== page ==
NASA's Mariner 9 was the first spacecraft to orbit another planet when it reached Mars in late 1971. It got there only a few weeks before the Soviet Union's Mars 2 and Mars 3 spacecraft, despite being launched 11 days later than those missions. Unfortunately, there was a major dust storm when Mariner 9 arrived, and NASA had to wait until January before the spacecraft could get good images.

When it did get those images, they revealed a surprise: volcanoes and lava flows cover large portions of the Martian surface.

In the decades since Mariner 9's visit, we've learned a lot about Mars and its geologic history. For instance, we know that Mars is home to the Solar System's largest volcano: Olympus Mons.

But volcanoes and lava flows are just the most visible artifacts of Mars' ancient volcanic activity. As our technology has gotten better and better, we've been able to see the surface in greater detail. And that's revealed the presence of lava tubes on the planet.

Lava tubes form when lava flows underneath the surface. As the outside of the flowing lava cools and solidifies into a ceiling and walls, the interior stays molten and keeps flowing. Eventually, the lava flows out of the tube in a downslope direction, leaving the tube.

Lava tubes, also called pyroducts, can be found on Earth, the Moon, and Mars. They may be found on other bodies that have volcanic activity, too.

But while Earth is larger than Mars, terrestrial lava tubes are smaller than the largest ones on Mars. The HiRISE (High-Resolution Imaging Science Experiment) camera on NASA's Mars Reconnaissance Orbiter (MRO) recently took a picture of a collapsed lava tube ceiling that is much larger than anything on Earth.

When HiRISE took this image, shadows prevented it from seeing inside the collapsed section, sometimes called a skylight. But if the hole is 50 meters across, the lava tube is likely that large,too. On Earth, lava tubes are only as large as 14–15 meters (46–49 ft) wide, though they're typically much narrower.

Some scientists say that exploring lava tubes should be given some priority. Lava tubes could host any simple life that may have survived to this day on Mars. As the planet lost its atmosphere and cooled, the tubes could've provided shelter from the increasingly hostile surface conditions. If life had migrated there somehow, it may still be present.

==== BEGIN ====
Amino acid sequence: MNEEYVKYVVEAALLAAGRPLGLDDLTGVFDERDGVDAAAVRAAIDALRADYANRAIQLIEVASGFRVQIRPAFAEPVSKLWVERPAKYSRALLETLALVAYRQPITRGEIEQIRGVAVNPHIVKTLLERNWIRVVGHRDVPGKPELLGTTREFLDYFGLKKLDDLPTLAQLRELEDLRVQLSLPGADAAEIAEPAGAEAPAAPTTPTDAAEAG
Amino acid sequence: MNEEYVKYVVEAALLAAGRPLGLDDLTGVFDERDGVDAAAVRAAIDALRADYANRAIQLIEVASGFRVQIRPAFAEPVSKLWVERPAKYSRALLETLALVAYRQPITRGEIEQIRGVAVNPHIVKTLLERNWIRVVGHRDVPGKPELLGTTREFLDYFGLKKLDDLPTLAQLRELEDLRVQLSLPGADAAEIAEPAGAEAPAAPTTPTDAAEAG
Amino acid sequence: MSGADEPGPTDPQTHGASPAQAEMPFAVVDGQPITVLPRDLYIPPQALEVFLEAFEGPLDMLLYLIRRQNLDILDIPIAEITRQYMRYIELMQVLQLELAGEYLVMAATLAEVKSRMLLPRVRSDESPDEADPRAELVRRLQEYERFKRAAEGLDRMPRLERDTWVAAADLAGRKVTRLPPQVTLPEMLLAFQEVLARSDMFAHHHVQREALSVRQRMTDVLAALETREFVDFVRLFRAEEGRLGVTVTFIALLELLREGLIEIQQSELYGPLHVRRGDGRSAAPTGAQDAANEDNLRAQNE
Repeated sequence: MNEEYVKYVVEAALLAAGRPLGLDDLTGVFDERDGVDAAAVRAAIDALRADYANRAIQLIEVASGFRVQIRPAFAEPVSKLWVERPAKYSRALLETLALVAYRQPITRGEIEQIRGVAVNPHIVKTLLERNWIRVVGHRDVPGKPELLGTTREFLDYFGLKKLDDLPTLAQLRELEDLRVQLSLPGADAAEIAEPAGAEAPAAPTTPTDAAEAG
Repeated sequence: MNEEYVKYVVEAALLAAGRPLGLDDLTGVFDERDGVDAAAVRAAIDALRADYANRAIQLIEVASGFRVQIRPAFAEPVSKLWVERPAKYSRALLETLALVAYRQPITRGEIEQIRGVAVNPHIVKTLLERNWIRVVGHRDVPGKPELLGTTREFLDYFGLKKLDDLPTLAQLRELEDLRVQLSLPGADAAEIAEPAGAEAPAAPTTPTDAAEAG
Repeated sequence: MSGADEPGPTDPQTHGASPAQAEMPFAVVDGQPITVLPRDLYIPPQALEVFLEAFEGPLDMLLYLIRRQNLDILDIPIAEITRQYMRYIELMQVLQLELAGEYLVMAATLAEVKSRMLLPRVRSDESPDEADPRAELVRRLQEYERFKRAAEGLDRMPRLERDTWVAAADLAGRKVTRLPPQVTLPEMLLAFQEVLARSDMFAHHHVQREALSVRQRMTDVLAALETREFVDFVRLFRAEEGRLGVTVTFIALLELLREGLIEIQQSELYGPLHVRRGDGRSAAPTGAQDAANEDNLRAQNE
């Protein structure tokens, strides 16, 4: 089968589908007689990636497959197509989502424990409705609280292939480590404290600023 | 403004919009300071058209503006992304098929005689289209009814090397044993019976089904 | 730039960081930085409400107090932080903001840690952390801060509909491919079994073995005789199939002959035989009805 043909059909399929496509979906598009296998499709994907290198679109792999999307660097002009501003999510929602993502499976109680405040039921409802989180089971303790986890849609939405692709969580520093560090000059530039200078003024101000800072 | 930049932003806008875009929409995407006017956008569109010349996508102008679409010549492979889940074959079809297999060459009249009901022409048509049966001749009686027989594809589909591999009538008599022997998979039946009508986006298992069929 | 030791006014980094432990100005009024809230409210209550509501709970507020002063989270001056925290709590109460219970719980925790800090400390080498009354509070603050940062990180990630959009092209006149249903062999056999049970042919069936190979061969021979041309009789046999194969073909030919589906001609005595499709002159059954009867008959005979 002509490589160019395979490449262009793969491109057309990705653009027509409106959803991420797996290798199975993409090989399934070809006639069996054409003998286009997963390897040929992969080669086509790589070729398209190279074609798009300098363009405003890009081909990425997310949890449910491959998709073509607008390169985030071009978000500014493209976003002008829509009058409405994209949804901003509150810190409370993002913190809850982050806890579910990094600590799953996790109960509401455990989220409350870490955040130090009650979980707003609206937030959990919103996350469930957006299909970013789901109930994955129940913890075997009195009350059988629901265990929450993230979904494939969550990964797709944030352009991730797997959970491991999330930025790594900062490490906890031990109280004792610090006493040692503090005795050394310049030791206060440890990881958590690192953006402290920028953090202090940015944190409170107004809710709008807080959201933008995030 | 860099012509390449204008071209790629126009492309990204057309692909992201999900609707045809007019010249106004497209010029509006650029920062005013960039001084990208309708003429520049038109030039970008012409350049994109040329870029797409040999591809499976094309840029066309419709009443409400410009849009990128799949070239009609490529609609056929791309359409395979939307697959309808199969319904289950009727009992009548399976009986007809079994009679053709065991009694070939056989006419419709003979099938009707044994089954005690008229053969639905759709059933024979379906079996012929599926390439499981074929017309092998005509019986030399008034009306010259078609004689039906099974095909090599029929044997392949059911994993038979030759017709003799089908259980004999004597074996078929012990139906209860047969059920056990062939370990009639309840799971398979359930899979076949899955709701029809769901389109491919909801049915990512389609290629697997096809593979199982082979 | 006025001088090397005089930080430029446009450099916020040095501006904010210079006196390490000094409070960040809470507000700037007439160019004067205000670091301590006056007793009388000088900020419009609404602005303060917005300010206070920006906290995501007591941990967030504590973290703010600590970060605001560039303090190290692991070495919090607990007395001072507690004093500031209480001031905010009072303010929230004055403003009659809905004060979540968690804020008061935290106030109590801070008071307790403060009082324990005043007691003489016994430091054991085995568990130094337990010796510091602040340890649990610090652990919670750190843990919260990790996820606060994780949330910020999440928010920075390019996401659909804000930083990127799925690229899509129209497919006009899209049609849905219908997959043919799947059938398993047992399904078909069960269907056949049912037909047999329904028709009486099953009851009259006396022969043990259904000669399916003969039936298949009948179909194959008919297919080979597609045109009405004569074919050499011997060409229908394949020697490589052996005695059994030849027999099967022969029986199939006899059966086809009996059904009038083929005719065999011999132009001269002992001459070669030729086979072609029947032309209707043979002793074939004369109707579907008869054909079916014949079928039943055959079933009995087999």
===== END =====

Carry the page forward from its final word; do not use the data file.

Science journalist Sid Perkins thinks so. In his article "Core Concept: Lava tubes may be havens for ancient alien life and future human explorers," he said, "If Mars ever hosted life, it may have moved into such refugia as the planet evolved and surface conditions became increasingly harsh. Indeed, some researchers suggest that microbial life may yet hang on in the Red Planet's underground havens."

If those underground havens are good enough for Martian microbial life, they may be good enough for humans. Some researchers say that habitats or bases could be placed or built inside these tubes. In the same way that they could potentially provide shelter for extant Martian life, they could provide shelter for visiting humans on the Moon, or possibly even on Mars itself.

"Lava tubes could provide stable shields from cosmic and solar radiation and micrometeorite impacts which are often happening on the surfaces of planetary bodies," said Francesco Sauro, co-author of a comparative study of lava tubes on Earth, Mars, and the Moon. "Moreover, they have great potential for providing an environment in which temperatures do not vary from day- to night-time."

PersonStandsInsideStefanshellirLavaTubeA person stands inside the the Surtshellir-Stefanshellir lava tube. (Dave Bunnell/Under Earth Images/Wikimedia Commons/CC BY 4.0)

But before we use them for that purpose, we have to explore them first. And though there's a strong likelihood that they're similar to tubes on Earth, nobody's really seen inside one yet. There are images that show a portion of the floor of these tubes, but that's it.

If we're going to explore them, it'll be risky. Astronauts on the Moon or on Mars are not going to be set up to go spelunking, or to belay each other down into the hole. There are probably some people who would dedicate their entire adult life to being the first to go into one, but space agencies are reluctant to put people in that kind of danger.

It'll probably be up to machines to do the initial exploration. And scientists have already put some thought into that. One concept is the Moon Diver.

The Moon Diver is the brainchild of NASA's Laura Kerber at JPL. She and her colleagues proposed the mission to explore the Tranquillitatis Pit on the Moon. The proposal included a stationary lander that would land near the pit. Then it would release a small, two-wheeled rover that would approach the pit, and lower itself into it while still tethered to the lander by cable.

Unfortunately, the Moon Diver was not chosen for funding. But the idea is still alive.

There are currently no plans to explore lava tubes on Mars or the Moon. But it might just be a matter of time until we do. Compared to some of the missions proposed to explore Titan and Europa, for example, a mission similar to the Moon Diver might not be that complex, or expensive.

But until then, they're tantalizing targets for cameras.

This article was originally published by Universe Today. Read the original article.